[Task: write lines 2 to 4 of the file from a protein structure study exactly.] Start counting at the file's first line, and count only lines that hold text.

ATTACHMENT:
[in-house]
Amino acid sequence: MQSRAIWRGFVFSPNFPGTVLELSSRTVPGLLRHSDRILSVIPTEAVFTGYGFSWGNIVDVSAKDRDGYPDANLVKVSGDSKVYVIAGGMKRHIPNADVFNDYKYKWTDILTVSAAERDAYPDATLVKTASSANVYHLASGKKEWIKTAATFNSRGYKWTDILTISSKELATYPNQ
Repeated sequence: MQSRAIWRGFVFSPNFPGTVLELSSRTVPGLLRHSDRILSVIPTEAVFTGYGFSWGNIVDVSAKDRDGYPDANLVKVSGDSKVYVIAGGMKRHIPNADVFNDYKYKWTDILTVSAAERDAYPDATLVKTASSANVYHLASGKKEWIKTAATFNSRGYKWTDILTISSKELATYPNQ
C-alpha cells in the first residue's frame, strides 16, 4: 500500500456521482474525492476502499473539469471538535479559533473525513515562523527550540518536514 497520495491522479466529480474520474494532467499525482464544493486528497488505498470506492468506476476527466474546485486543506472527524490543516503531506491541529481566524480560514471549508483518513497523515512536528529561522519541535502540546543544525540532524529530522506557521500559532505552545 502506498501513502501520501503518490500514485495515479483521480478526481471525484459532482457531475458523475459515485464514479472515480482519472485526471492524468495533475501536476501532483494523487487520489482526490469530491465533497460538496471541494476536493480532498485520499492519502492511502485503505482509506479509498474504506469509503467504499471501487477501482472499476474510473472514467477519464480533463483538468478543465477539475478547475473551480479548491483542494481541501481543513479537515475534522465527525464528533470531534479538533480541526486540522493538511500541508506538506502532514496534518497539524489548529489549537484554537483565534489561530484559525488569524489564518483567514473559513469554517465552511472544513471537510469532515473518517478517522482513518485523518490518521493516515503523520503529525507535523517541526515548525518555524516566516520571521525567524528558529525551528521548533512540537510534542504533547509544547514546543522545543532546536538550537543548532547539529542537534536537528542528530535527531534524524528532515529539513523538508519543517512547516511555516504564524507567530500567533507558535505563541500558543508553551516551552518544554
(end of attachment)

Amino acid sequence: MQSRAIWRGFVFSPNFPGTVLELSSRTVPGLLRHSDRILSVIPTEAVFTGYGFSWGNIVDVSAKDRDGYPDANLVKVSGDSKVYVIAGGMKRHIPNADVFNDYKYKWTDILTVSAAERDAYPDATLVKTASSANVYHLASGKKEWIKTAATFNSRGYKWTDILTISSKELATYPNQ
Repeated sequence: MQSRAIWRGFVFSPNFPGTVLELSSRTVPGLLRHSDRILSVIPTEAVFTGYGFSWGNIVDVSAKDRDGYPDANLVKVSGDSKVYVIAGGMKRHIPNADVFNDYKYKWTDILTVSAAERDAYPDATLVKTASSANVYHLASGKKEWIKTAATFNSRGYKWTDILTISSKELATYPNQ
C-alpha cells in the first residue's frame, strides 16, 4: 500500500456521482474525492476502499473539469471538535479559533473525513515562523527550540518536514 497520495491522479466529480474520474494532467499525482464544493486528497488505498470506492468506476476527466474546485486543506472527524490543516503531506491541529481566524480560514471549508483518513497523515512536528529561522519541535502540546543544525540532524529530522506557521500559532505552545 502506498501513502501520501503518490500514485495515479483521480478526481471525484459532482457531475458523475459515485464514479472515480482519472485526471492524468495533475501536476501532483494523487487520489482526490469530491465533497460538496471541494476536493480532498485520499492519502492511502485503505482509506479509498474504506469509503467504499471501487477501482472499476474510473472514467477519464480533463483538468478543465477539475478547475473551480479548491483542494481541501481543513479537515475534522465527525464528533470531534479538533480541526486540522493538511500541508506538506502532514496534518497539524489548529489549537484554537483565534489561530484559525488569524489564518483567514473559513469554517465552511472544513471537510469532515473518517478517522482513518485523518490518521493516515503523520503529525507535523517541526515548525518555524516566516520571521525567524528558529525551528521548533512540537510534542504533547509544547514546543522545543532546536538550537543548532547539529542537534536537528542528530535527531534524524528532515529539513523538508519543517512547516511555516504564524507567530500567533507558535505563541500558543508553551516551552518544554